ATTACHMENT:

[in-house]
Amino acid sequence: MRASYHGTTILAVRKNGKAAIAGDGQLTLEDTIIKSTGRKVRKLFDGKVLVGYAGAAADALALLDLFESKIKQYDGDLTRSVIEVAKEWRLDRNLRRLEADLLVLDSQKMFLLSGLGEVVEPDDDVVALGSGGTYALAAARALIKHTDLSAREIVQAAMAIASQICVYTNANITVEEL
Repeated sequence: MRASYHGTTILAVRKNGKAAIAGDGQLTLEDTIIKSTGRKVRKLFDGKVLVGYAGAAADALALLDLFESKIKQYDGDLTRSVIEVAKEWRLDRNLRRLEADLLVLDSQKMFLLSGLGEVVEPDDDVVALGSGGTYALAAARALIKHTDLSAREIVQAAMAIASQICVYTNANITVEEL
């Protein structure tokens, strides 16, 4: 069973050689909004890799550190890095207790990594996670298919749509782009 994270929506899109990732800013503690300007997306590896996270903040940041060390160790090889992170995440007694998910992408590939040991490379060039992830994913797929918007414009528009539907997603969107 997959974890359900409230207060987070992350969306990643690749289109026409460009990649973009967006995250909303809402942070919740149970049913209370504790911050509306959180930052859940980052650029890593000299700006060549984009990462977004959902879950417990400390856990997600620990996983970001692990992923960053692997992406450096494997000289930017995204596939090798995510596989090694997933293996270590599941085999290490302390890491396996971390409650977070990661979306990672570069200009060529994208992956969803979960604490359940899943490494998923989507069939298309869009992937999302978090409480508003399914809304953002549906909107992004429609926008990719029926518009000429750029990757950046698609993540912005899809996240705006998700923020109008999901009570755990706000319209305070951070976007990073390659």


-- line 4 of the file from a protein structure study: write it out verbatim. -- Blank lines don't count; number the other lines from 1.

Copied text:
């Protein structure tokens, strides 16, 4: 069973050689909004890799550190890095207790990594996670298919749509782009 994270929506899109990732800013503690300007997306590896996270903040940041060390160790090889992170995440007694998910992408590939040991490379060039992830994913797929918007414009528009539907997603969107 997959974890359900409230207060987070992350969306990643690749289109026409460009990649973009967006995250909303809402942070919740149970049913209370504790911050509306959180930052859940980052650029890593000299700006060549984009990462977004959902879950417990400390856990997600620990996983970001692990992923960053692997992406450096494997000289930017995204596939090798995510596989090694997933293996270590599941085999290490302390890491396996971390409650977070990661979306990672570069200009060529994208992956969803979960604490359940899943490494998923989507069939298309869009992937999302978090409480508003399914809304953002549906909107992004429609926008990719029926518009000429750029990757950046698609993540912005899809996240705006998700923020109008999901009570755990706000319209305070951070976007990073390659």